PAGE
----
------------------------------------2-------------------------|1--------------------------2---------------
------------------------------------0-1-2-3-4-5-6-7-8-9|0-1-2-3-4-5-6-7-8-9-0-1-2-3-4-5
2: beat+beat ---------------------------------------------|1--------------------------2
is actually ...
4: ka-thump+thump-ah------------------------------&|1---------------------------2&
when correct would be ...
4: jetté+beat+beat+beat---------------&-------------|1------------2-------------3
Syncopation meaning "&" at pos. - - - & & & &- - - - - - - - - - - - (and) -&&&&
which includes what you felt you saw.
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Message 42228 · Ron Mackey · 21 Sep 2005 23:47:24 · Top

> on taped evidence, while your two beats seem to be so, in actuall fact
> the assembly and the jetté, are actually two movements each, one on
> the musical beat, and the other near to it, as I mentioned in my post,
> syncopated. To put this in word terms, what you are calling
> ------------------------------------2-------------------------|1-------
> -------------------2---------------
> ------------------------------------0-1-2-3-4-5-6-7-8-9|0-1-2-3-4-5-6-7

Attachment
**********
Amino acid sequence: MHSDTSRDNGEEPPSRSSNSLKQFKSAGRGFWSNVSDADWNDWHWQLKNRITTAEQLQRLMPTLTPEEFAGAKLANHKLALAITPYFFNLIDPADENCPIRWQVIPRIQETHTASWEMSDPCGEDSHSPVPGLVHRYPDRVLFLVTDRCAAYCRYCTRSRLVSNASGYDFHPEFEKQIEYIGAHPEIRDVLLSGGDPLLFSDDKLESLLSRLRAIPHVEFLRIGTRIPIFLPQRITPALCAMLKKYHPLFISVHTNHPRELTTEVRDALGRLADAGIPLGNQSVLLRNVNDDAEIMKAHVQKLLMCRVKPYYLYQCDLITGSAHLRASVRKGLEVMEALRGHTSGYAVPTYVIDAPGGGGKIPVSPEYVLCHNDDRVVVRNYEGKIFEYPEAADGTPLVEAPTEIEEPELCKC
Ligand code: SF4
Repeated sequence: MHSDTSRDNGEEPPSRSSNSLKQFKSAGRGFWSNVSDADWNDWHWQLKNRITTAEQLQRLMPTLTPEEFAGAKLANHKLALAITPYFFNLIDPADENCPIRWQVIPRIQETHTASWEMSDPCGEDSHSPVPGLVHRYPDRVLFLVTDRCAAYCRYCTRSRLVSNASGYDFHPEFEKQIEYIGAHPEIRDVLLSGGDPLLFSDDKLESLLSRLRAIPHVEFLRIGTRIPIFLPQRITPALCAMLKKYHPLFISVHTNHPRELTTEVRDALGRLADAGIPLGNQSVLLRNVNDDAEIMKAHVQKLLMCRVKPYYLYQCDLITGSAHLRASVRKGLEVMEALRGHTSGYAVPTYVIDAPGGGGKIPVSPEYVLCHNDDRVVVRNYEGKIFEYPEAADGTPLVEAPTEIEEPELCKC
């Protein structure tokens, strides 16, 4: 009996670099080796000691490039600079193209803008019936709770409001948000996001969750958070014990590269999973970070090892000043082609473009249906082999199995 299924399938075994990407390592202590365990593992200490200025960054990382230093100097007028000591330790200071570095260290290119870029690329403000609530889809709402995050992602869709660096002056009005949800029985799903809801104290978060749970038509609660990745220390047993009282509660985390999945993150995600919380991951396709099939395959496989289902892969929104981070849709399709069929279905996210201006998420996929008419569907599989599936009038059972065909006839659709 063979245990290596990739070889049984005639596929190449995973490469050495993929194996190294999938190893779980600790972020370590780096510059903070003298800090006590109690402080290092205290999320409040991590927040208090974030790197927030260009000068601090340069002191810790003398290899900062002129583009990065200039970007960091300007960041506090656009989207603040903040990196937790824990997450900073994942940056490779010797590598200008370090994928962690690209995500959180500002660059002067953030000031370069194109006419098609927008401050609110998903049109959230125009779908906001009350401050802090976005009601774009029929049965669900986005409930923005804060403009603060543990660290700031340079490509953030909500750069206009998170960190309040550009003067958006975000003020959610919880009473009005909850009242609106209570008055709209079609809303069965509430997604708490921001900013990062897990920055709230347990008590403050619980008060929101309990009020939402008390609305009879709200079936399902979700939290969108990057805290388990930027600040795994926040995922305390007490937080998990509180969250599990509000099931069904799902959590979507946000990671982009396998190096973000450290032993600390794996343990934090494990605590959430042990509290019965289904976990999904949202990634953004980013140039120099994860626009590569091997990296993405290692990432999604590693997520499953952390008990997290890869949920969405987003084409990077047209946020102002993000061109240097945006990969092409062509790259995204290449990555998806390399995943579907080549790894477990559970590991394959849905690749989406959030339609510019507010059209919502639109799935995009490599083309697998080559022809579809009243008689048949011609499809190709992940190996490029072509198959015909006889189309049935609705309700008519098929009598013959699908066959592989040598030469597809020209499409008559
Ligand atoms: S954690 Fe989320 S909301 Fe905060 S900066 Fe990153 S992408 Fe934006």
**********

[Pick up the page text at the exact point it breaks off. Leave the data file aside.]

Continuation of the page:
> -8-9-0-1-2-3-4-5 2: beat+beat
> ---------------------------------------------|1------------------------
> --2 is actually ... 4:

Are we talking Reel or Jig here? :))

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Message 42220 · Steve Wyrick · 21 Sep 2005 17:39:41 · Top

Ian Brockbank said:

> There _is_ no second "and". The two different countings start at
> different
> points in the bar:
>
> And | 1 2 3 And | 1 2 3
> <-- p-de-b -->
> <--skip ch-->
>
> And this counting for the pas-de-basque considers the jete as the finish
> of
> the step, thus leaving a preliminary jete as purely a matter of taste.

Even though the above count is the way it's always taught, I'm of the
opinion that there HAS to be a preliminary "and" of some sort in the PDB,
whether or not it's emphasized with an extension, otherwise you fall over
when you try to step onto a foot that's already on the floor! Unless
you're referring specifically to the situation where the right foot's
already in the air at the conclusion of a skip-change step? -Steve
--
Steve Wyrick - Concord, California